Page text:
Advocacy is like seeding—timing is everything. That’s why the National Association of Wheat Growers (NAWG) held another policy fly-in in mid-September as the conference committee continues to try to reconcile the House and Senate versions of the 2018 Farm Bill. Marci Green, president of the Washington Association of Wheat Growers (WAWG); Michelle Hennings, WAWG executive director; and Nicole Berg, WAWG’s National Committee chair and NAWG secretary, all took part in the fly-in. The other NAWG officers and wheat farmers from 20 other states also took part.
“We had some very productive meetings with our Congressional leaders,” Green said. “We emphasized the need for passage of a new farm bill before the old one expires on Sept. 30. We also talked about the wheat industry’s farm bill priorities, including the need for a strong safety net, funding of conservation programs and risk management.”
While in D.C., Green and Hennings met with nearly every member of Washington state’s delegation. Wheat farmers taking part in the fly-in were able to meet with members of the farm bill conference committee, administration staff and U.S. Department of Agriculture (USDA) staff from the Farm Service Agency, the Risk Management Agency and the Natural Resources Conservation Service.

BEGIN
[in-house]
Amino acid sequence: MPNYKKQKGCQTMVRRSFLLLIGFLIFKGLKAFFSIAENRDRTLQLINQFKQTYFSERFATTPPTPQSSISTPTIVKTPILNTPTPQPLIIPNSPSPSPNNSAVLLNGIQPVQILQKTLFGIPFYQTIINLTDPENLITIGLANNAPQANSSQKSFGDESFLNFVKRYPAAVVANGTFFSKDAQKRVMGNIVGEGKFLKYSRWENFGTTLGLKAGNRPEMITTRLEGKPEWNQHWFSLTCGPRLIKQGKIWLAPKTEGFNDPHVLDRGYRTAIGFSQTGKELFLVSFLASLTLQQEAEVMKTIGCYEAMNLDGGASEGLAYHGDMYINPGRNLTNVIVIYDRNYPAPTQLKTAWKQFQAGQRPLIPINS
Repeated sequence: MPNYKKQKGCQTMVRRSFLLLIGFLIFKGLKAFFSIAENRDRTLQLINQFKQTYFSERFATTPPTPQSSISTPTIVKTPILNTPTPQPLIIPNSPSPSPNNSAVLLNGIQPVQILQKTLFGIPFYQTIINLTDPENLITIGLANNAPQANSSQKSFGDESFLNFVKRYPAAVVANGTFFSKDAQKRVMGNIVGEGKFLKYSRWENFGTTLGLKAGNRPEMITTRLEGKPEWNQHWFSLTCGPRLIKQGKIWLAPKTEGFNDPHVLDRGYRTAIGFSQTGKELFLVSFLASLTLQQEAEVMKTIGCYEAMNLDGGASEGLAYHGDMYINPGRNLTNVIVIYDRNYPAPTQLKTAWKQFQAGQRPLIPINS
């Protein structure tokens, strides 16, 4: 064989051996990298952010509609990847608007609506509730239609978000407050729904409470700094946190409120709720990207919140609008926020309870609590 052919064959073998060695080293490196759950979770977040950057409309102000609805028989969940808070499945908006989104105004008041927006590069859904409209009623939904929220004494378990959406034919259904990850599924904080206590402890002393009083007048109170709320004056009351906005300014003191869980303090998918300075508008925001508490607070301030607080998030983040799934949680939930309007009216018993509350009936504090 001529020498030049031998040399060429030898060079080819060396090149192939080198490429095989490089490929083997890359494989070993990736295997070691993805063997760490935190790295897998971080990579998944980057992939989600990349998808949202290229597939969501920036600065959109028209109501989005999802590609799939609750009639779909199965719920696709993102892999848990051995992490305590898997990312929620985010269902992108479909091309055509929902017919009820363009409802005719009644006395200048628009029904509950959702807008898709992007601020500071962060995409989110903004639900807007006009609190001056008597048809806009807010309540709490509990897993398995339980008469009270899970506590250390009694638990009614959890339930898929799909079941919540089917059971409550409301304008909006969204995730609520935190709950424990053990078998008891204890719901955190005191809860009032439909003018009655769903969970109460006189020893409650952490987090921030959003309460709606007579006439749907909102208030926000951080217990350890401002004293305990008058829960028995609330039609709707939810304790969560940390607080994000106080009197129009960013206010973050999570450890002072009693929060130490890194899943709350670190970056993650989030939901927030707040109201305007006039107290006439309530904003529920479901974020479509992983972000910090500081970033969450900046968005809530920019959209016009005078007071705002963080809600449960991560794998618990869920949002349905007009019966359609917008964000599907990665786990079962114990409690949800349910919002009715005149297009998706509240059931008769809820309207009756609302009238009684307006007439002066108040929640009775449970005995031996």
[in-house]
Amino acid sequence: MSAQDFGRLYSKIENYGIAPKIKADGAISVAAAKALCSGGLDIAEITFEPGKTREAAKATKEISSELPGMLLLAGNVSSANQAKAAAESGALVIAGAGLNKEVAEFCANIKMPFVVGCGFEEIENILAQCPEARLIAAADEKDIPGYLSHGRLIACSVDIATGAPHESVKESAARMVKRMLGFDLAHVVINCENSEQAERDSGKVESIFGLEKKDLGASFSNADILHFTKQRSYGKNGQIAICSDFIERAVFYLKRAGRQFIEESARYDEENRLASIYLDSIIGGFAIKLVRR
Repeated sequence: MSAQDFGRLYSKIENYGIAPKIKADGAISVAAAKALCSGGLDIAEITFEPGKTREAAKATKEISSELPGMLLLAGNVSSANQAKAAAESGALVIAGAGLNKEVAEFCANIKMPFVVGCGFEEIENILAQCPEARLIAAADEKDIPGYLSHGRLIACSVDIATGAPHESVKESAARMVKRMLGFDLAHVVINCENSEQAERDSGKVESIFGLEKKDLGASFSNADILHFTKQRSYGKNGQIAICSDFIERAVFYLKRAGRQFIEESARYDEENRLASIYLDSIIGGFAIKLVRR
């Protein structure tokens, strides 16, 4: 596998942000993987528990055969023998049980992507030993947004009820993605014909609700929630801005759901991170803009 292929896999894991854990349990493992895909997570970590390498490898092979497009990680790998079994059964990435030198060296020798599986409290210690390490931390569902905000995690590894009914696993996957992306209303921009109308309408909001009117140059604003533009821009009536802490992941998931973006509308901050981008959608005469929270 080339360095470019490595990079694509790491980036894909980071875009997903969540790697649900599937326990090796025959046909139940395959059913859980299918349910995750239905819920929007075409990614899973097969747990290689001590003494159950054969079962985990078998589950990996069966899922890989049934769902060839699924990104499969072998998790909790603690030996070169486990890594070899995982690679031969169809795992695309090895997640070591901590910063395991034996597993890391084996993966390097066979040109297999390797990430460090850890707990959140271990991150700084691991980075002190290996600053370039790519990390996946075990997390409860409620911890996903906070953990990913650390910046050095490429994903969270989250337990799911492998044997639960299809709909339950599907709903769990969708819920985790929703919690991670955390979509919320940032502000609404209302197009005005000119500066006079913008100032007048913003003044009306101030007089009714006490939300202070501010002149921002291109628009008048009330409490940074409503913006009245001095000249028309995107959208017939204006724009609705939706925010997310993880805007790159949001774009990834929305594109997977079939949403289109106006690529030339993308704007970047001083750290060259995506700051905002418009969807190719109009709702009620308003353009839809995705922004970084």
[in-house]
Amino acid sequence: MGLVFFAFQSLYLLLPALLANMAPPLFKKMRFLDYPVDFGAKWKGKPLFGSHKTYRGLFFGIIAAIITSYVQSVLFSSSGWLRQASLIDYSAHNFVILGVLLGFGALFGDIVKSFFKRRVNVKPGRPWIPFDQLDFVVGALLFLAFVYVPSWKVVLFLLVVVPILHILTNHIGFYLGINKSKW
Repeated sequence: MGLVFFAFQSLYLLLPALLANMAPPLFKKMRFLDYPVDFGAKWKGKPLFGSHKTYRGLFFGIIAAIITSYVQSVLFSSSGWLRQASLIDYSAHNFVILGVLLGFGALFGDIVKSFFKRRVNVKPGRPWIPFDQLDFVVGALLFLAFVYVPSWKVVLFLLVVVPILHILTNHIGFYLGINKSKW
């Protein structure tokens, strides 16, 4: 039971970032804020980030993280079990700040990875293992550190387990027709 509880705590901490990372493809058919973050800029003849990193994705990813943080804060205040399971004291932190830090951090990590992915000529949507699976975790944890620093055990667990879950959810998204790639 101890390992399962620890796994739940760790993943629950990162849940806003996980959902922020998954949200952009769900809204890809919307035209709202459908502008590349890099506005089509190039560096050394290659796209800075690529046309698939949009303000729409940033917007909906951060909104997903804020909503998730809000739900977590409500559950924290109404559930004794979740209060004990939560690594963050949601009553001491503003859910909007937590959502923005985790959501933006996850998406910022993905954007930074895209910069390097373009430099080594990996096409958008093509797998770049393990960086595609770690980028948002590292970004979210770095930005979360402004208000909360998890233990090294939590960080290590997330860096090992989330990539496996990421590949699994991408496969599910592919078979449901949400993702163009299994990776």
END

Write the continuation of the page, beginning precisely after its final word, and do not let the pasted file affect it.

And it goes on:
In their meetings, NAWG leaders and farmers pushed for a stronger farm safety net program and improvements to revenue-based (Agriculture Risk Coverage) and price-based (Price Loss Coverage) programs. Increasing funding for Market Access Development and Foreign Market Development programs was also discussed during meetings. Additionally, growers reiterated the need for changes to the current trade environment.
“We’ve spent a lot of time in D.C. this year advocating for wheat growers,” Hennings said. “Thanks to the relationships we’ve developed with our elected representatives, they listen to us when we raise our concerns. We have some great people from both sides of the aisle fighting for us. Farmers are facing a challenging environment right now, especially with the trade issues, so it is crucial that we get a farm bill passed quickly.”